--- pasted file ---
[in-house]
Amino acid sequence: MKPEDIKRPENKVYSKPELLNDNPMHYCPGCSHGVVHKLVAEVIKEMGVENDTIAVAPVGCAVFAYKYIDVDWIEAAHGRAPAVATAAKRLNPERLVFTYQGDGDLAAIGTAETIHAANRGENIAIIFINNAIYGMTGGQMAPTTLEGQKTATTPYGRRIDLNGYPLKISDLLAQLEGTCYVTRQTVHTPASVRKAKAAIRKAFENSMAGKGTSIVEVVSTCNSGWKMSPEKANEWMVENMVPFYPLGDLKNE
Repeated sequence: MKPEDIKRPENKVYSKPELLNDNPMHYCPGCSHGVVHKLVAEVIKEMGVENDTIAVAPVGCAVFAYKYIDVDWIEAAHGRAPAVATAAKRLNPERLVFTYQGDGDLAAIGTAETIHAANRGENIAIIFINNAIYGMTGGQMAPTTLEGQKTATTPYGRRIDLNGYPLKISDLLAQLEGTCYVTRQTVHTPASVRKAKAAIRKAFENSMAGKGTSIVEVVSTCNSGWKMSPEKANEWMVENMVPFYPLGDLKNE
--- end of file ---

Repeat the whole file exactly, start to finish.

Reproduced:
[in-house]
Amino acid sequence: MKPEDIKRPENKVYSKPELLNDNPMHYCPGCSHGVVHKLVAEVIKEMGVENDTIAVAPVGCAVFAYKYIDVDWIEAAHGRAPAVATAAKRLNPERLVFTYQGDGDLAAIGTAETIHAANRGENIAIIFINNAIYGMTGGQMAPTTLEGQKTATTPYGRRIDLNGYPLKISDLLAQLEGTCYVTRQTVHTPASVRKAKAAIRKAFENSMAGKGTSIVEVVSTCNSGWKMSPEKANEWMVENMVPFYPLGDLKNE
Repeated sequence: MKPEDIKRPENKVYSKPELLNDNPMHYCPGCSHGVVHKLVAEVIKEMGVENDTIAVAPVGCAVFAYKYIDVDWIEAAHGRAPAVATAAKRLNPERLVFTYQGDGDLAAIGTAETIHAANRGENIAIIFINNAIYGMTGGQMAPTTLEGQKTATTPYGRRIDLNGYPLKISDLLAQLEGTCYVTRQTVHTPASVRKAKAAIRKAFENSMAGKGTSIVEVVSTCNSGWKMSPEKANEWMVENMVPFYPLGDLKNE